How often have we heard or said one or more of the following?
- “It is her or his fault that…”
- “He (she) just doesn’t like me.”
- “It’s the bank’s fault (or car dealer, or store or some other business)”
- “They (he or she) wouldn’t listen to me”
- “It’s not my job.”
My all-time favorite statement is from the late comedian Flip Wilson, “The devil made me do it.”
Granted there are things beyond our control – the weather, the economy, the price of gas, company policies, etc. But there are many situations in which we can and should stand up and accept accountability for our actions and the consequences of those actions.
However, we are accountable for our actions and choices, how we spend our time; how we communicate with others; our attitudes and thoughts; our behavior; and the things we do or don’t to take care of ourselves, our homes, families, and finances. In addition, being accountable makes life easier. It is much easier to say, “Yes, I screwed up and here is what I will do about it” than it is to come up with and remember reasons. Plus, owning our actions defuses tense situations. According to author Dan Zadra,” True freedom begins and ends with personal responsibility.”
History Lesson: 1945 – 1953 President Harry S. Truman & The Buck Stops Here
Sign on President Harry S. Truman’s Desk
The sign, The buck stops here sat on the desk of Harry S. Truman throughout his presidency. The phrase has its origin in the game of poker. In the 1800s, a marker was used to identify the dealer in a poker game. In 1800s America, marker was usually a knife with a buckhorn handle. If a player did not want to deal, he would pass the responsibility by passing the “buck” to the next player.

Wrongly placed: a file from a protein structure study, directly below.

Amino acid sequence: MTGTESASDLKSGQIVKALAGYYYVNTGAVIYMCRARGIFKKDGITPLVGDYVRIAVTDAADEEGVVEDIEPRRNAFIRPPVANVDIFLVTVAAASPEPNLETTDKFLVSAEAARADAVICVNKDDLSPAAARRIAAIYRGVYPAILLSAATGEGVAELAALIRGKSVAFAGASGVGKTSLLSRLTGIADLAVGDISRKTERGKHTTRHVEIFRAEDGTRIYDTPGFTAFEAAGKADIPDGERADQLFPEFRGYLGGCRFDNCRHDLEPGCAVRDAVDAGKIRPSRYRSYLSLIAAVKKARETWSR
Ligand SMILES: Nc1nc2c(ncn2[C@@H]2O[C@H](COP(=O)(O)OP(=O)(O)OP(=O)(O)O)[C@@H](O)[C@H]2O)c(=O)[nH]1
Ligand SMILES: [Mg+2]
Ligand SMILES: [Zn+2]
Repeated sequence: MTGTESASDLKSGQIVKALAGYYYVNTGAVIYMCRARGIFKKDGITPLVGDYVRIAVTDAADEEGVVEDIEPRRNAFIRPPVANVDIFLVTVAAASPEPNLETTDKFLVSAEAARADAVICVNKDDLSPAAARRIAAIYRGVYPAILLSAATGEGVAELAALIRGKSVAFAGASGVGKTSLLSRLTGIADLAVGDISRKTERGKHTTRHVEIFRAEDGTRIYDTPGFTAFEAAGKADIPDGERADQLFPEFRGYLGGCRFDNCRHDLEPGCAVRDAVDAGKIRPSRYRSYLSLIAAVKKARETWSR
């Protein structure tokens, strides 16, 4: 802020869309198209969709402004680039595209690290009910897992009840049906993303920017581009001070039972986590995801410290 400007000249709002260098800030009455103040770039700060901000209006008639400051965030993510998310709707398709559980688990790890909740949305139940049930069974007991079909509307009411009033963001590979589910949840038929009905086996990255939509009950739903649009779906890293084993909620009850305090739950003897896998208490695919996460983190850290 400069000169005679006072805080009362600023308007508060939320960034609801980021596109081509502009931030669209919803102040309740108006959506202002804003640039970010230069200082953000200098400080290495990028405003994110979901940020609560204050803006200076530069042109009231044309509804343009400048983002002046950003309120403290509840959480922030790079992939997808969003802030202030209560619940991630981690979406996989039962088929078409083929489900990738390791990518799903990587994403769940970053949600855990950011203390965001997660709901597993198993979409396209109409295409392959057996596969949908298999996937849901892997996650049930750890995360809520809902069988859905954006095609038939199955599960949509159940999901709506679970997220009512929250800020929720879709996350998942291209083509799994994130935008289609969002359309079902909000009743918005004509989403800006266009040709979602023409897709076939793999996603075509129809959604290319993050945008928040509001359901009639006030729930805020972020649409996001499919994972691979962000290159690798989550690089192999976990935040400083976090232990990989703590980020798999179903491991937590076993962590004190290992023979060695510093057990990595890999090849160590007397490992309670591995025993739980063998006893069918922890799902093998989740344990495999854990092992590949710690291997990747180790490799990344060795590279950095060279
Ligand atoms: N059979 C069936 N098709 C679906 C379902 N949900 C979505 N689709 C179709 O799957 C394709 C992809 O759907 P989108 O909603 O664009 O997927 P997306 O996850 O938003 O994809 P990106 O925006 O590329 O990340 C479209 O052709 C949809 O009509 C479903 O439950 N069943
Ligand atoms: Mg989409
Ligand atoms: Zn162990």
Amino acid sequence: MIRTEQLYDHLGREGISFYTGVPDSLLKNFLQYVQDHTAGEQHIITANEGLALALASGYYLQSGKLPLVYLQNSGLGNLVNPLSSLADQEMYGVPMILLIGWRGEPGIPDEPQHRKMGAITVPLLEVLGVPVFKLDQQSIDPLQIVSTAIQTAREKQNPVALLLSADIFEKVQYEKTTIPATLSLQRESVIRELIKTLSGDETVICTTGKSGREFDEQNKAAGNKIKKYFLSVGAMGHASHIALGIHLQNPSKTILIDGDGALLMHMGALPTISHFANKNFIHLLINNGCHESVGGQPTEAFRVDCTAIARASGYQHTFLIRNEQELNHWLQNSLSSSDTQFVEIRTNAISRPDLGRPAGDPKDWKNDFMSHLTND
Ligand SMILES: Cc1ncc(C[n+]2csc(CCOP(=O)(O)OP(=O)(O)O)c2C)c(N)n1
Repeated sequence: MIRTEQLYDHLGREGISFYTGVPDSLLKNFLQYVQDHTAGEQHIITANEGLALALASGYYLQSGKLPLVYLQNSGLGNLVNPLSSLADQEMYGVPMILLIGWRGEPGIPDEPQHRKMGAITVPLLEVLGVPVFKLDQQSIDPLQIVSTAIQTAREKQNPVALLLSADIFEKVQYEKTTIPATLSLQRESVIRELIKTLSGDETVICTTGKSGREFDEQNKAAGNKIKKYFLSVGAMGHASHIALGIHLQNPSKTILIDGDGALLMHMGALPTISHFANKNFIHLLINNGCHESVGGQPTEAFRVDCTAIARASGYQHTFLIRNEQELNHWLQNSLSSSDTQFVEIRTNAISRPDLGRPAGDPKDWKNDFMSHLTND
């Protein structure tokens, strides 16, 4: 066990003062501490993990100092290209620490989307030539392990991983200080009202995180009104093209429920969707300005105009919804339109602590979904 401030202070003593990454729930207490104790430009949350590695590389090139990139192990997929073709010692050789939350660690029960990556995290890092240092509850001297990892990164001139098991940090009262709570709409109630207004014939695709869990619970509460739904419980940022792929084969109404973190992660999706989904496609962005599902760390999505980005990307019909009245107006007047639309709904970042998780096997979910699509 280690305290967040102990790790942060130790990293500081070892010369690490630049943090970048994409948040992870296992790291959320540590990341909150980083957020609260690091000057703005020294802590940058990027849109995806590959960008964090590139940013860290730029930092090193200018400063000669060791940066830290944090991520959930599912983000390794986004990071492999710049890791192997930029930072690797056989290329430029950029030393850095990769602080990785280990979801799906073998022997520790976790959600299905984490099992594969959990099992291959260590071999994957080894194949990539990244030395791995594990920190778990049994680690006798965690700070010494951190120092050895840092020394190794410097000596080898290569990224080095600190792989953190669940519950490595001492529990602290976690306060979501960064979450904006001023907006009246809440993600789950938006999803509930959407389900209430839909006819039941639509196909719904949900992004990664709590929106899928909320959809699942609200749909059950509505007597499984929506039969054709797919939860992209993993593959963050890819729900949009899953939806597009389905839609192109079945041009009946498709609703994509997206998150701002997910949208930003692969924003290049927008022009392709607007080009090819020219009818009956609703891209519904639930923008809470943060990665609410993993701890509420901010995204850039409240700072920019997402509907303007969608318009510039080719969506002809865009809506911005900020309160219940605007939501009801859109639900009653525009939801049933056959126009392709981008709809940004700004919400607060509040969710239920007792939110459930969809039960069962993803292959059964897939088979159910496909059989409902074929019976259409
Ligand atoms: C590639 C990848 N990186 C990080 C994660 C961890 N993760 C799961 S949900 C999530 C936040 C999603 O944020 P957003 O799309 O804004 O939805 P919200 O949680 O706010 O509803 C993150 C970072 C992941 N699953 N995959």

In his farewell speech to the American people, President Truman discussed the sign: “The leader – whoever he (or she) is – has to decide. Other people can pass the buck to him. He can’t pass the buck to anybody. That is his job.”
Practical Life Application
Accepting responsibility for our actions and decisions is another way of saying: The buck stops here. It means that we accept the circumstance that we create for ourselves and for those around us. It includes accepting both the good and the bad results rather than taking credit for the good and classifying the bad as an accident or the fault of others.
Personal accountability is not circumstantial nor is it selective. If we truly own a situation we can see and accept both sides of the story – both the positive and the negative. For example, when faced with a difficult situation, do we think about the following before we speak or act:
- What facts about this situation am I choosing to ignore?
- Have there been warning signs leading up to this point and what were they?
- What similar experiences have I had that might apply in this situation?
- How are my behaviors and attitudes contributing to the situation?
At a press conference on April 17, 1952, President Truman said:
“I…tried my best to give the Nation everything I had in me. There are a great many people – I expect a million in the country – who could have done the job better than I did it. But, I had the job, and I had to do it. And I always quote one epitaph which is on a tombstone in the cemetery at Tombstone, Ariz[ona]. It says, ‘Here lies Jack Williams, he done his damndest.’ I think that is the greatest epitaph that a man can have. When he gives everything that is in him to the job that he has before him, that’s all you can ask of him. And that’s what I have tried to do. “
When all is said and done will our family and the people knew say of us. She did her damnedest; he did his damndest? Accountability is an integral part of doing my damndest.
Harry S. Truman Library and Museum Truman Speaks, http://www.trumanlibrary.org/speaks.htm
Connors, R. Smith, T & Hickman C. The Oz Principle: Getting Results Through Organizational and Individual Accountability, 2010
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